Spilling The Beans On Trans Fat
November 1, 2005
Spilling The Beans On Trans Fat
By Maria Pilar Clark
QUALISOY is currently marketing the availability of low linolenic soybean oil, which is a liquid oil that does not require hydrogenation and performs comparably to partially hydrogenated soybean oil. Since low linolenic soybean oil does not require hydrogenation, no trans fats are produced and as a result, the trans fat content can be reduced or eliminated from food products and their labeling. Although trans fat labeling regulations go into effect in January 2006, the Food & Drug Administration has not provided guidance on the amount of trans fat recommended in the average American diet.
SF&WB engaged in a Q&A session with Robert Reeves, president of the Institute of Shortening and Edible Oils, and also a QUALISOY Board member to gain more insight into QUALISOY’s widespread efforts.
SF&WB: How are cookie manufacturers juggling the use of palm oil and trans fat?
Reeves: “Some cookie manufacturers are reformulating with palm oil as an alternative to partially hydrogenated soybean oil. However, it is premature to judge consumer acceptance of these products since many of them have just entered or are about to enter the marketplace.”
SF&WB: Do you think palm oil is going to be the “next big thing” in terms of what consumers and the media at large will focus on after the concentration on trans fat dies down? What does that mean for manufacturers?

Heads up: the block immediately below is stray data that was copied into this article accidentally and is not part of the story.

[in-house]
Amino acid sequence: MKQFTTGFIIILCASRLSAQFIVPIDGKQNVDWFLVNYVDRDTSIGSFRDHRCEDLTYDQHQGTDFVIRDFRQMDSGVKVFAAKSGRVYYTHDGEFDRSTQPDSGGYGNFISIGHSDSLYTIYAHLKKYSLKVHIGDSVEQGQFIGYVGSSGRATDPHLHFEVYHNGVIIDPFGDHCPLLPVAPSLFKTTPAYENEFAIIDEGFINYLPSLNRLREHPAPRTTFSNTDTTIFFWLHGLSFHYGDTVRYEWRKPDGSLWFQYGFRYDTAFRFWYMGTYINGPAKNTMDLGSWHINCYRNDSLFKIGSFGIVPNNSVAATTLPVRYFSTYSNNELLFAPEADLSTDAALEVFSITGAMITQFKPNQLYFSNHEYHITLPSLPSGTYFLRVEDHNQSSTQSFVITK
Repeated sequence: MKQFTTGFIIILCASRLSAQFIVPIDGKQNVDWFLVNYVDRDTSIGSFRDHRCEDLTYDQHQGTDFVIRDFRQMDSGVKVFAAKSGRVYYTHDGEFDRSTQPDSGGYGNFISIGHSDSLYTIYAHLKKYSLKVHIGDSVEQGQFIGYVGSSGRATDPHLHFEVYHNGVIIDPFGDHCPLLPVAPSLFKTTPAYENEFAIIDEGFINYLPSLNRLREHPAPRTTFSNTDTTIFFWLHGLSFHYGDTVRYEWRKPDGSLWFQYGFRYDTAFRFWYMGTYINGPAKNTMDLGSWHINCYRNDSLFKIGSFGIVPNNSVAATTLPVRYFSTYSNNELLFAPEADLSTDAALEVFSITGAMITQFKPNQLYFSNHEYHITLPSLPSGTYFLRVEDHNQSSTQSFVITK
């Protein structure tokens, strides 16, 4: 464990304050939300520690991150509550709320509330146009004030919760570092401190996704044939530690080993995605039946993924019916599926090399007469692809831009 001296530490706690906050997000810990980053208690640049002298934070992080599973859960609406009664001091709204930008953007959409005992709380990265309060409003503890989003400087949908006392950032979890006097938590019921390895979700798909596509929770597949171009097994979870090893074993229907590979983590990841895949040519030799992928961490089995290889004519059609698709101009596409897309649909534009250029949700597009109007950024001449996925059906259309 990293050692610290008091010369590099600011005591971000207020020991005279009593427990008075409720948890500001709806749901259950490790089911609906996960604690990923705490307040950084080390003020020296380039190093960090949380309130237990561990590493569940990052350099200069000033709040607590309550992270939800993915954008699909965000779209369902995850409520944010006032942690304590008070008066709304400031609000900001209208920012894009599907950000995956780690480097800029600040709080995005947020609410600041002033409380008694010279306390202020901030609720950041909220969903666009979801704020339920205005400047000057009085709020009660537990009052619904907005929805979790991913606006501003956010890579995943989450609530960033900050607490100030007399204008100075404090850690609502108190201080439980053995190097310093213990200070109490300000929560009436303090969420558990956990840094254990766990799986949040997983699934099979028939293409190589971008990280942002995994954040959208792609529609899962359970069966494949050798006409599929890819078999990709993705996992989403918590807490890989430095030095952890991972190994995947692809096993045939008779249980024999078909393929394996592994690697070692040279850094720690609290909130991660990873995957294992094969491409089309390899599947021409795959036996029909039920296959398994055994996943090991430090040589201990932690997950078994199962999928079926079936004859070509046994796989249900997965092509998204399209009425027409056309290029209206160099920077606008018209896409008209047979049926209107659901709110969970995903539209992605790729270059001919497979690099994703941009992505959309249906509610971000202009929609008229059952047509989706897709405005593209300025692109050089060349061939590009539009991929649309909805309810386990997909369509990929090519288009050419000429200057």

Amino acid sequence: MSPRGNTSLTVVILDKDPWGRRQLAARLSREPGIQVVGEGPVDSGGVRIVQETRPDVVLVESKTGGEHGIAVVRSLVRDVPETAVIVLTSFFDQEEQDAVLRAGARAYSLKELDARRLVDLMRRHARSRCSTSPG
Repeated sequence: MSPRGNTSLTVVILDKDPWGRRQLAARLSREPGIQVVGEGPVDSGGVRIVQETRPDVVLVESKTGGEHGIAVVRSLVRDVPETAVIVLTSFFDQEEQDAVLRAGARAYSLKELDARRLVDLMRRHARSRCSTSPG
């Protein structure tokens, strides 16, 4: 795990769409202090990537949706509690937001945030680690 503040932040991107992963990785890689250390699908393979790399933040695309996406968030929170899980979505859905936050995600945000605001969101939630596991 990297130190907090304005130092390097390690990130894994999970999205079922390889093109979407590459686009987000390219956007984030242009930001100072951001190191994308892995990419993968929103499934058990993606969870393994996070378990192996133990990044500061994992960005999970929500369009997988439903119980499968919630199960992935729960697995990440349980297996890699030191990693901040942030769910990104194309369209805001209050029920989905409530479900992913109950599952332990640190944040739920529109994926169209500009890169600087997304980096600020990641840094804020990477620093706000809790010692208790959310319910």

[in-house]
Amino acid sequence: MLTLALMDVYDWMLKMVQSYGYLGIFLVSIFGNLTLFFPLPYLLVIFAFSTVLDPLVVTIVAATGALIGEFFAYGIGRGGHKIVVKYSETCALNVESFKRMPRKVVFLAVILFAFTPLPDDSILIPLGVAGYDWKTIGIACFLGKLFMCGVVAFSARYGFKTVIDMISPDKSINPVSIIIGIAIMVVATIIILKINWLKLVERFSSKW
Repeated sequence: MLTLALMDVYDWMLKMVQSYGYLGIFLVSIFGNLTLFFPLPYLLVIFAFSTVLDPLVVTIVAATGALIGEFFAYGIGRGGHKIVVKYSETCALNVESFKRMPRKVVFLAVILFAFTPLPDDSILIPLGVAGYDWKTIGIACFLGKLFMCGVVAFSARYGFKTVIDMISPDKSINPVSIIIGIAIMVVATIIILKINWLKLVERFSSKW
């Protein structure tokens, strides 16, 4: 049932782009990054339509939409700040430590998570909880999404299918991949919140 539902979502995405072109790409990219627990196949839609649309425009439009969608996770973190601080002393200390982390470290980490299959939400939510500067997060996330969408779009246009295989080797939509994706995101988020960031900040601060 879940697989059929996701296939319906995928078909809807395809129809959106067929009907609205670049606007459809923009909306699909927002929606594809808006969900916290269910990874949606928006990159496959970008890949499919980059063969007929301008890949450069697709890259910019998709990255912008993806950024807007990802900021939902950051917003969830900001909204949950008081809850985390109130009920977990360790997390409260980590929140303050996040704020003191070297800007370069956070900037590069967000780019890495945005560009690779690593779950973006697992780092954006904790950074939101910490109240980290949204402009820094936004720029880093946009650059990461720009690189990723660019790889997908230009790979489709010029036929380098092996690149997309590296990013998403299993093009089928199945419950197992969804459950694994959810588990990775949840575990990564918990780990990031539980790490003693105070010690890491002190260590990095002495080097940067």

Reeves: “Palm oil has benefited from the trans fat labeling regulation since it is a naturally stable oil and readily available at reasonable prices. Palm oil imports into the U.S. have gone from 623 million lbs. in 2003-04 to 725 million lbs. projected for 2004-05, and over 1 billion lbs. is projected for 2005-06. Obviously these import data reflect rapid growth in the short term. Future growth will depend upon several factors but particularly consumer acceptance, availability and price.”
SF&WB: Are there any ongoing studies or teasers you can share with us touting the benefits of soy-based trans alternatives?
Reeves: “Much research has focused on the development of more stable soybean varieties to significantly reduce the need for hydrogenation by producing oil of increased stability. The reduction of relatively unstable fatty acids such as linoleum and linolenic fatty acids and the increase of more stable mono-unsaturated fatty acids such as oleic have therefore been the focus of much of this research. These emerging soybean varieties will certainly be touted for their desirable traits, particularly their increased stability.”
SF&WB: What are some new applications for salted snacks, cookies and bakery products in terms of using soy-based trans alternatives?
Reeves: “Introducing healthier soybean oils is one of the primary strategic goals of the QUALISOY effort, and it is already being achieved in the short term through low linolenic soybean oils. Low linolenic soybean oil eliminates the need for hydrogenation in some applications, thus eliminating trans fats that are created during the hydrogenation process. The new linolenic soybean oil will be useful in several applications including deep-frying, grilling, salted snacks, margarine, salad oils and certain bakery products.”